Little Brown Stein
|First meeting||1903, 120 years ago|
|Latest meeting||October 15, 2022|
Idaho 30, #3 Montana 23
|Next meeting||October 14, 2023 in Moscow|
|All-time series||Idaho leads, 56–30–2 (.648)|
|Largest victory||Idaho, 46–0 (1945)|
|Longest win streak||Idaho, 8, (1951–1959)|
|Current win streak||Idaho, 1, (2022)|
The Little Brown Stein is a rivalry trophy awarded to the winner of the college football game between the University of Idaho Vandals and the University of Montana Grizzlies. The trophy is, as the name implies, a large stein mug with the results of all the games between the two painted on.
The game was not played for fourteen seasons, from 2004 to 2017, and Montana retained the trophy. The series resumed 2018, when Idaho rejoined the Big Sky Conference for football.
Idaho and Montana first met in football 120 years ago in 1903 and have played 88 times; the stein was introduced 85 years ago in 1938 at the 25th meeting. Idaho has dominated the overall series (55–30–2 (.644)), which also includes two Division I-AA playoff wins at home in the 1980s. Montana has had the upper hand since 1991, winning eleven of the last fourteen. While Idaho was in Division I-A (FBS), from 1996 through 2017, the teams met only five times, with Montana winning the last four.
The schools are about two hundred miles (320 km) apart; Moscow and Missoula are on opposite sides of the lower Idaho Panhandle, separated by the Bitterroot Mountains over Lolo Pass (U.S. Route 12).
Idaho hosted the game in southern Idaho at Boise in 1961, and in nearby Pullman, Washington, in 1970 and 2000.
Both were members of the old Pacific Coast Conference (the forerunner of today's Pac-12); Montana departed after the 1949 season, and the PCC disbanded in the summer of 1959. In most years, the loser of the game was last in the PCC standings. Montana was in the Skyline Conference from 1951 through the 1961 season.
The universities were two of the six charter members of the Big Sky Conference in 1963, (although Idaho remained an independent in football until 1965) and their final season as conference opponents was in 1995. While Montana has been in the Big Sky since its inception, Idaho changed its conference affiliation multiple times from 1995 to 2018:
- Idaho moved to the Big West for all sports in 1996, returning to Division I-A after 18 years in I-AA.
- After the 2000 season, the Big West dropped football. Idaho became a football-only member of the Sun Belt Conference in 2001 while remaining a full Big West member.
- Idaho joined the WAC for all sports in 2005 as part of a major NCAA conference realignment.
- After the WAC experienced a near-complete membership turnover in the early 2010s, it dropped football after the 2012 season. Idaho football was an FBS independent for one season in 2013.
- Idaho returned to the Big Sky in 2014 except for football, which rejoined the Sun Belt.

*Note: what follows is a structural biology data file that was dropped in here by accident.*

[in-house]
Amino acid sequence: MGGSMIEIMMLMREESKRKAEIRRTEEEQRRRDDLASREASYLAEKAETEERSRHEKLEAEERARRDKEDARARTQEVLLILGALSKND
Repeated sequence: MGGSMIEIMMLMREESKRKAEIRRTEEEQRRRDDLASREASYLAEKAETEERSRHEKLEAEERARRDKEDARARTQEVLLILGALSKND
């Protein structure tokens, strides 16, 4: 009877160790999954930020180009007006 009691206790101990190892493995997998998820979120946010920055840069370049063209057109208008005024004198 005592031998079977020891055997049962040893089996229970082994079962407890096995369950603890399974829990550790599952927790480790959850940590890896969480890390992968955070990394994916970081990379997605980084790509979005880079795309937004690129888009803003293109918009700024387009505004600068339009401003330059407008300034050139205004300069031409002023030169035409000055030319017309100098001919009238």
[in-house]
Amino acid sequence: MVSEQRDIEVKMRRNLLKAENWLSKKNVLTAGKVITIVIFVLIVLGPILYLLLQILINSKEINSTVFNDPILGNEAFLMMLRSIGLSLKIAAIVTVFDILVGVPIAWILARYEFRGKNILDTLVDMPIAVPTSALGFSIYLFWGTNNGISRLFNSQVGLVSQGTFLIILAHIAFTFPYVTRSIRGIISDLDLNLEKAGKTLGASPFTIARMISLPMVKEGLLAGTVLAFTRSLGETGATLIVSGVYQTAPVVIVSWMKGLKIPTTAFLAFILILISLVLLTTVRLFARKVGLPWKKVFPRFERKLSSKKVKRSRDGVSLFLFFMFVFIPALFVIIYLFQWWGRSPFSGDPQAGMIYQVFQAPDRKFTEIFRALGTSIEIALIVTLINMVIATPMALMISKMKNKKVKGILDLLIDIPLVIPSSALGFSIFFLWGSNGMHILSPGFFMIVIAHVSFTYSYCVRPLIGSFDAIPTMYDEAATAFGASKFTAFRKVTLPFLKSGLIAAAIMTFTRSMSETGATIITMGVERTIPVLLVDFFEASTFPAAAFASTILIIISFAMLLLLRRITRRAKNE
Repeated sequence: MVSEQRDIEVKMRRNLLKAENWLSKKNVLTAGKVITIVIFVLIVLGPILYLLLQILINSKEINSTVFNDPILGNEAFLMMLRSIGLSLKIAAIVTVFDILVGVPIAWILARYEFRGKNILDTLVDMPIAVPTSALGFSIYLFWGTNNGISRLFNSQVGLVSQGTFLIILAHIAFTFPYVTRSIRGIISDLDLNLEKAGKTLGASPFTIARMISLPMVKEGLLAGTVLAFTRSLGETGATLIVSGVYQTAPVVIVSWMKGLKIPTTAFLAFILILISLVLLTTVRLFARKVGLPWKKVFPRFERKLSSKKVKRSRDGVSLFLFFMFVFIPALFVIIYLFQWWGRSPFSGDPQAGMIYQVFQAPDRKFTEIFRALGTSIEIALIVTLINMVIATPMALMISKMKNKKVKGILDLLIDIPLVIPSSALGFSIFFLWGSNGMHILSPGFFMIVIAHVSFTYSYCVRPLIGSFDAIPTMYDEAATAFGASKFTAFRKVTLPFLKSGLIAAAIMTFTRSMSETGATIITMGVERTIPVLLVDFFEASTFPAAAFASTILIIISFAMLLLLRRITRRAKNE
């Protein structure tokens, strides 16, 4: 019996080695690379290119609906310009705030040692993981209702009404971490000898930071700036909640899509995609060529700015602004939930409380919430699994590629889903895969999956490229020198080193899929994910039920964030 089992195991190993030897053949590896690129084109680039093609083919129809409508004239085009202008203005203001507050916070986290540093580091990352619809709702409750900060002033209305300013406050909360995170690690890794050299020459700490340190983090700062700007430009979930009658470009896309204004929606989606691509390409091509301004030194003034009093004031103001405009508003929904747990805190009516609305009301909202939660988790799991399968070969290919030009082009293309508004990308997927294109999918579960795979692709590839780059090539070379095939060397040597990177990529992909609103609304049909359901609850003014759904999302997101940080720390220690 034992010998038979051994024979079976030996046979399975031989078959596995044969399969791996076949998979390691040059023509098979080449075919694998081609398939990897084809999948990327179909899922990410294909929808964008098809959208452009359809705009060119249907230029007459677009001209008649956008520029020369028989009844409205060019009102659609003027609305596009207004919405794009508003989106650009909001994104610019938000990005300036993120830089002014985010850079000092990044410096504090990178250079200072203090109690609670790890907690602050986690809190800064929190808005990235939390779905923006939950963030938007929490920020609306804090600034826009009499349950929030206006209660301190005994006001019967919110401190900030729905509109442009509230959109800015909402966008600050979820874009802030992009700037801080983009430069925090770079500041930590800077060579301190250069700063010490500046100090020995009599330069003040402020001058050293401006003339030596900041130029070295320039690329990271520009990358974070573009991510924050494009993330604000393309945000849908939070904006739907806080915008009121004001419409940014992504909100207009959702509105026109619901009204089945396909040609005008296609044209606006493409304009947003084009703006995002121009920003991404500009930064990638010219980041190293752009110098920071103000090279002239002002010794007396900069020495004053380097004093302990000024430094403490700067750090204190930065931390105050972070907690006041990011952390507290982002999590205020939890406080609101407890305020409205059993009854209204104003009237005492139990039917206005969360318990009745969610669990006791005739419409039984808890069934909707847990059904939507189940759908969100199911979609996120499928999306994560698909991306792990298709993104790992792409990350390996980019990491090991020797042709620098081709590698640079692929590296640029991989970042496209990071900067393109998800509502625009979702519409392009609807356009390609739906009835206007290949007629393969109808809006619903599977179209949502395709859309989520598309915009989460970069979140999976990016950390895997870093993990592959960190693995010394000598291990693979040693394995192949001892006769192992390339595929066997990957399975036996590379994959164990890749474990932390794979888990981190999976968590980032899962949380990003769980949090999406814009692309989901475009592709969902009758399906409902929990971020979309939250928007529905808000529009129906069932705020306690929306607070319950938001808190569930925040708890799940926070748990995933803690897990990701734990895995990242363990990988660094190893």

- Idaho dropped back to FCS in 2018 and resumed football membership in the Big Sky.
|Idaho victories||Montana victories||Tie games|
- Years not played: 1904–13, 1918, 1943–44, 1954, 1963–64, 1996–98, 2004–17, 2020
Since 1945; Idaho led the first 29 meetings (through 1942) at 20–8–1 (.707)).
|Y C McNease||Idaho||2||1968–69||1||1||0||.500|
|Dennis Erickson (a)||Idaho||5||1982–85||4||1||.800|
|John L. Smith||Idaho||6||1989–94||2||4||.333|
|Dennis Erickson (b)||Idaho||0||2006|
|Bobby Hauck (a)||Montana||1||2003–09||1||0||1.000|
|Bobby Hauck (b)||Montana||4||2018–22||3||1||.750|
- Last tie was in 1974 and the Big Sky enacted overtime for conference games in 1980; all Division I games went to overtime in 1996.
- Two games in 1982 and 1988; regular season at Montana and playoff (I-AA) at Idaho: home teams won all four games
- No games in 1954, 1963, 1964, 1996, 1997, 1998, 2004–2017, 2020
- ^ a b "Vandals still seeking a win". Spokesman-Review. (Spokane, Washington). October 20, 1948. p. 18.
- ^ a b Payne, Bob (October 18, 1974). "Tips riding two-game win streak". Spokesman-Review. (Spokane, Washington). p. 29.
- ^ a b "Football". Gem of the Mountains, University of Idaho yearbook. 1943. p. 233.
- ^ "Montana tickets on sale to season ticket holders". University of Idaho Athletics. August 27, 2018. Retrieved September 13, 2018.
- ^ a b Meehan, Jim (September 28, 2003). "Idaho collapses in Montana". Spokesman-Review. (Spokane, Washington). p. C13.
- ^ a b Bauer, Doug (September 28, 2003). "Griz catch Vandals with pants down". Lewiston Morning Tribune. (Idaho). p. 1B.
- ^ a b Welsch, Jeff (April 30, 2016). "Idaho's twice-bruised ego offers cautionary tale for Griz, Cats". Billings Gazette. (Montana). Retrieved October 4, 2016.
- ^ "Idaho opponents: vs. Montana". CFB Data Warehouse. Archived from the original on September 12, 2015. Retrieved October 4, 2009.
- ^ "Idaho, Montana renew old football rivalry at Boise". Lewiston Morning Tribune. (Idaho). Associated Press. November 18, 1961. p. 2.
- ^ "Vandals repel late Montana bid for 16-14 upset victory". Lewiston Morning Tribune. (Idaho). Associated Press. November 19, 1961. p. 8.
- ^ "Montana eleven wallops Vandals". Bend Bulletin. (Oregon). United Press. November 8, 1947. p. 2.
- ^ Missildine, Harry (February 26, 1963). "Six western schools create Big Sky athletic conference". Spokesman-Review. (Spokane, Washington). p. 12.
- ^ "Big Sky is ready for league action". Spokane Daily Chronicle. (Washington). February 26, 1963. p. 13.
- ^ "Idaho football to Big Sky Conference". Big Sky Conference. Retrieved April 30, 2016.
- ^ Kasper, John (September 25, 2013). "No. 48 Big Sky Innovation". Big Sky Conference. Retrieved June 9, 2016.